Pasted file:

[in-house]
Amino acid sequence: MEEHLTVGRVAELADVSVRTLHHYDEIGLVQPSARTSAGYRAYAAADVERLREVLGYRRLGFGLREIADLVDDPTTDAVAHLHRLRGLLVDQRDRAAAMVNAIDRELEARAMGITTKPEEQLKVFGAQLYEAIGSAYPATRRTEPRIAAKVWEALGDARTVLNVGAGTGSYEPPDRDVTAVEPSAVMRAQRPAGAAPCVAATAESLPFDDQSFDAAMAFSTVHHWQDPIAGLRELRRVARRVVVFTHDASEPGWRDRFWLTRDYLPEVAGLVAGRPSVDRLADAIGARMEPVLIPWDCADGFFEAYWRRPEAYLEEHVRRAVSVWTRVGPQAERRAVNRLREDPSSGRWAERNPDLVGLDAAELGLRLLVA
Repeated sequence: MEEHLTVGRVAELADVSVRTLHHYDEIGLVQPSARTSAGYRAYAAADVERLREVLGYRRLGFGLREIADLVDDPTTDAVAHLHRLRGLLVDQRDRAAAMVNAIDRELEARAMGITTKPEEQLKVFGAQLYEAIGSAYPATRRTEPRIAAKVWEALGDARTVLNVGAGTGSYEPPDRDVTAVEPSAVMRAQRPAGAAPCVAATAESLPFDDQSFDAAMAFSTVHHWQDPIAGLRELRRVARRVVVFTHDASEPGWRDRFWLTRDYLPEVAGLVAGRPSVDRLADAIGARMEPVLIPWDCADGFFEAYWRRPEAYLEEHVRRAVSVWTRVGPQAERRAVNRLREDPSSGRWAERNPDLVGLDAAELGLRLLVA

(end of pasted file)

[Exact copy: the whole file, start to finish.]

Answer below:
[in-house]
Amino acid sequence: MEEHLTVGRVAELADVSVRTLHHYDEIGLVQPSARTSAGYRAYAAADVERLREVLGYRRLGFGLREIADLVDDPTTDAVAHLHRLRGLLVDQRDRAAAMVNAIDRELEARAMGITTKPEEQLKVFGAQLYEAIGSAYPATRRTEPRIAAKVWEALGDARTVLNVGAGTGSYEPPDRDVTAVEPSAVMRAQRPAGAAPCVAATAESLPFDDQSFDAAMAFSTVHHWQDPIAGLRELRRVARRVVVFTHDASEPGWRDRFWLTRDYLPEVAGLVAGRPSVDRLADAIGARMEPVLIPWDCADGFFEAYWRRPEAYLEEHVRRAVSVWTRVGPQAERRAVNRLREDPSSGRWAERNPDLVGLDAAELGLRLLVA
Repeated sequence: MEEHLTVGRVAELADVSVRTLHHYDEIGLVQPSARTSAGYRAYAAADVERLREVLGYRRLGFGLREIADLVDDPTTDAVAHLHRLRGLLVDQRDRAAAMVNAIDRELEARAMGITTKPEEQLKVFGAQLYEAIGSAYPATRRTEPRIAAKVWEALGDARTVLNVGAGTGSYEPPDRDVTAVEPSAVMRAQRPAGAAPCVAATAESLPFDDQSFDAAMAFSTVHHWQDPIAGLRELRRVARRVVVFTHDASEPGWRDRFWLTRDYLPEVAGLVAGRPSVDRLADAIGARMEPVLIPWDCADGFFEAYWRRPEAYLEEHVRRAVSVWTRVGPQAERRAVNRLREDPSSGRWAERNPDLVGLDAAELGLRLLVA